It seems there isn’t an action film Bruce Willis can say no to. It feels as though every couple of months there is an action film that has an appearance from Willis, and frankly it’s a little disappointing. He’s a guy who can bring in the major box office dollars, but it seems more and more of the action stars are settling for the direct-to-video route for the simple paycheck and moving on to the next. With the number of films being churned out for the cinemas, DVD and Blu-ray, and the streaming services, it seems the film industry is simply becoming a business of quantity rather than quality due to the amount of demand needed. Reprisal is the latest example of this demand for quantity rather than quality as we get a pedestrian action film that plays by the numbers and will be forgotten by the year’s end, and that’s a shame considering its two leads.
Frank Grillo takes the lead as Jacob, a bank manager who is living the ideal life with a wife and daughter, until his bank falls victim to a calculating bank robber. Jacob is traumatized by the event that left a security guard dead and no suspects to be held responsible for the crime. This is where his neighbor, James (Bruce Willis) steps in to lend some comforting support and eventually is a sounding board for Jacob to work out how the robber pulled off this violent heist. It works out that James used to be an ex-cop, but for some of the logic this film uses, it wouldn’t have mattered if James was a celebrity chef; these guys play by their own set of rules.
While Jacob is on temporary leave, he and James make the most out of their time by attempting to figure out the robber’s pattern and on their own start to pinpoint clues that eventually lead to the robber’s hangout. Rather than go to the police with what they know, Jacob instead decides to go on his own to investigate the robber and in the process follow him as he prepares for his next target an armored truck. Why this white-collar guy seems to think he’s capable of handling this situation on his own is beyond me, but this is a movie, after all. Where this character continues to make dumb moves is he injects himself into a firefight to help, and instead of helping the police capture the guy he takes the robbers’ stashed money…Why would you do this? If the robber killed a loved one, I can accept him engaging in the cat-and-mouse game for revenge, but seriously, he’s a bank manager; he had to have expected at some point they’d be robbed. He clearly doesn’t have the emotional or mental restraint for the job.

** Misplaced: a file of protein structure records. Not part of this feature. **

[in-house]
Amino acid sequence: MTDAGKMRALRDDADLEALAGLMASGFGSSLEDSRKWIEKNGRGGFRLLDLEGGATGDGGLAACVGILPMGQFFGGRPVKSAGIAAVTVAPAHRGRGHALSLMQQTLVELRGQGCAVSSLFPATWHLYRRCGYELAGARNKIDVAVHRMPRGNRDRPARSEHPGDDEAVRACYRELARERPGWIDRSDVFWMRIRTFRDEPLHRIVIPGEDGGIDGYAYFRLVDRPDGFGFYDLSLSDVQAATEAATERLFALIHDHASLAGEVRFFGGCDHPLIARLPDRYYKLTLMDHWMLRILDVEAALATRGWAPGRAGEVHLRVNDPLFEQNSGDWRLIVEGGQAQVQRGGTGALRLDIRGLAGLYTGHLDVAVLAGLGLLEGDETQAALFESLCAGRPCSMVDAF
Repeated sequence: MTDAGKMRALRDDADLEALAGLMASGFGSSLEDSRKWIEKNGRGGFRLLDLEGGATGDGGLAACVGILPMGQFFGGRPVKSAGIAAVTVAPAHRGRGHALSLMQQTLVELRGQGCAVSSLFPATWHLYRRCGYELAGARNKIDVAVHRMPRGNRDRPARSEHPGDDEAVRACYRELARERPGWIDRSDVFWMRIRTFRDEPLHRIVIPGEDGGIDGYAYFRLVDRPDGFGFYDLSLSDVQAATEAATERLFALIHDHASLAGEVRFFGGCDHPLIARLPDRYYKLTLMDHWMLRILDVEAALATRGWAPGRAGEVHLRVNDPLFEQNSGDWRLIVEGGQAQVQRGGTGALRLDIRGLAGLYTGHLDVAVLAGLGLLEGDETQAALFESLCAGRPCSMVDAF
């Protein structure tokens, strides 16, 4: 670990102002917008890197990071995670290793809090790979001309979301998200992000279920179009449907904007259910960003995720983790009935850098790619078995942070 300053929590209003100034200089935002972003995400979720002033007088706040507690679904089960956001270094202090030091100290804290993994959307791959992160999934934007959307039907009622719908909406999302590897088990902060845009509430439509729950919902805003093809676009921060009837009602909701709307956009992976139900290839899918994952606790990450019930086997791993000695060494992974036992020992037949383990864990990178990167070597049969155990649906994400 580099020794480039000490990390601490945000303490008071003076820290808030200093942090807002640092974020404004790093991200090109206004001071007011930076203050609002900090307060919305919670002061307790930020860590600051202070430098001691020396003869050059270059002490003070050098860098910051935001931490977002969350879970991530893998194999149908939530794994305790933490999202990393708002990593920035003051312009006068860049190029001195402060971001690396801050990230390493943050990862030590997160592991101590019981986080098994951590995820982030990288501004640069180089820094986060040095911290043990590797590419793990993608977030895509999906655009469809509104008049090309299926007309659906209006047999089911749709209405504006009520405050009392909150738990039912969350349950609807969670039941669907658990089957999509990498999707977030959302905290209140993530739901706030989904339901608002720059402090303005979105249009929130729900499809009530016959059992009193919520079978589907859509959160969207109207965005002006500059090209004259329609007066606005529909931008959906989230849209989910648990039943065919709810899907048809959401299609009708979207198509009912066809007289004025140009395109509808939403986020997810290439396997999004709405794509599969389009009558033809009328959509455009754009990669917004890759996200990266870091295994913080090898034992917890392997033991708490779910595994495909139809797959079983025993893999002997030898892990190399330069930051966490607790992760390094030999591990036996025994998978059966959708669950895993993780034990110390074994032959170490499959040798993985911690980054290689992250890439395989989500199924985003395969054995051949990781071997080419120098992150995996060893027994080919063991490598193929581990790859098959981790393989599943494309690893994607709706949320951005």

But it gets better (not so much plot-wise, but the result of making stupid decisions at least deliver consequences) the robber is clearly upset his money has been stolen, and when he discovers that Jacob is responsible ,guess what he does? (Cue the game show clock countdown.) Jacob’s family gets kidnapped. Don’t worry, there are plenty more bad decisions to follow, and somehow this bank manager becomes a gun-toting badass by film’s end, but the point is, this film is an illogical mess.
Frank Grillo does what he can with the film’s script, and he can pull off the action roles, but he can do better than this. Bruce Willis has done enough action films where he could sleepwalk his way through it and almost make it work. The biggest bummer is seeing these two together and it falling so flat. This would be an awesome duo for bigger action romp; they are a combo director Tony Scott could have had cinematic gold with.
Reprisal is presented in the aspect ratio 1.85:1. The 1080p image is arrived at with an AVC MPEG-4 codec at an average of 21 mbps. This is a low-budget film, and the quality shows. The image is desaturated to the point colors have no chance to pop with the exception of blue that we see in Grillo’s wardrobe. There is a lack of tone separation in the blacks and a slight amount of noise. I’m guessing the look is a style choice, but I’m not a fan of it.
The Master Audio 5.1 DTS track is an aggressive track with a score that comes on a bit strong, especially during the films action sequences. As for the gunfire and FX during these action sequences, the surround is definitely utilized for a more immersive experience. The dialog is clear throughout, though there is a montage where dialog cuts in and out over the music. It would have played better with simply no dialog.
Making of Reprisal: (9:29) Pretty much your standard making-of feature.
Interviews with cast and crew: (26:27) Here you can select which interview you want to watch or simply hit the play-all. Bruce Willis isn’t a part of these interviews.
While this isn’t the worst action film I’ve seen, it simply does little in the way to excite the viewer and at times is even boring. It’s only 89 minutes; this should be a mean, lean action romp, but instead it’s a bit of a clunker. It’s still fun seeing Grillo and Willis together, and it works well as a late night movie to have on while doing laundry or just background noise.